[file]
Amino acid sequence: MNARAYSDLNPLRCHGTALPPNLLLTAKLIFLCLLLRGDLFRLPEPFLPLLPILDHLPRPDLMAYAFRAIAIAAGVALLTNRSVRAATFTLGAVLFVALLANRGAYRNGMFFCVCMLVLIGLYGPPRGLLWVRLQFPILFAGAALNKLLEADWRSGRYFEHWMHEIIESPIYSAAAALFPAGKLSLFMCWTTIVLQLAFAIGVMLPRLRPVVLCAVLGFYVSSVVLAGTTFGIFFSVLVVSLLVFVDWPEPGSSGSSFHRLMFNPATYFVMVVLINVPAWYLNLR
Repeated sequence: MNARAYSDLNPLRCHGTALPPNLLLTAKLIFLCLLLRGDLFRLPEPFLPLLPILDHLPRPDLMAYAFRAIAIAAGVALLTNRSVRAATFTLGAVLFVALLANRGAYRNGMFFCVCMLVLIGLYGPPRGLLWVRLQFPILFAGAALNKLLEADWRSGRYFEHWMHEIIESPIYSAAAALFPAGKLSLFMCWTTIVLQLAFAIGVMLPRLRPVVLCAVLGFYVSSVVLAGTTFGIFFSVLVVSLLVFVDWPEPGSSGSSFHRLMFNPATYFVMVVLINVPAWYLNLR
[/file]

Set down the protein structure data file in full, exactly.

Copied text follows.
Amino acid sequence: MNARAYSDLNPLRCHGTALPPNLLLTAKLIFLCLLLRGDLFRLPEPFLPLLPILDHLPRPDLMAYAFRAIAIAAGVALLTNRSVRAATFTLGAVLFVALLANRGAYRNGMFFCVCMLVLIGLYGPPRGLLWVRLQFPILFAGAALNKLLEADWRSGRYFEHWMHEIIESPIYSAAAALFPAGKLSLFMCWTTIVLQLAFAIGVMLPRLRPVVLCAVLGFYVSSVVLAGTTFGIFFSVLVVSLLVFVDWPEPGSSGSSFHRLMFNPATYFVMVVLINVPAWYLNLR
Repeated sequence: MNARAYSDLNPLRCHGTALPPNLLLTAKLIFLCLLLRGDLFRLPEPFLPLLPILDHLPRPDLMAYAFRAIAIAAGVALLTNRSVRAATFTLGAVLFVALLANRGAYRNGMFFCVCMLVLIGLYGPPRGLLWVRLQFPILFAGAALNKLLEADWRSGRYFEHWMHEIIESPIYSAAAALFPAGKLSLFMCWTTIVLQLAFAIGVMLPRLRPVVLCAVLGFYVSSVVLAGTTFGIFFSVLVVSLLVFVDWPEPGSSGSSFHRLMFNPATYFVMVVLINVPAWYLNLR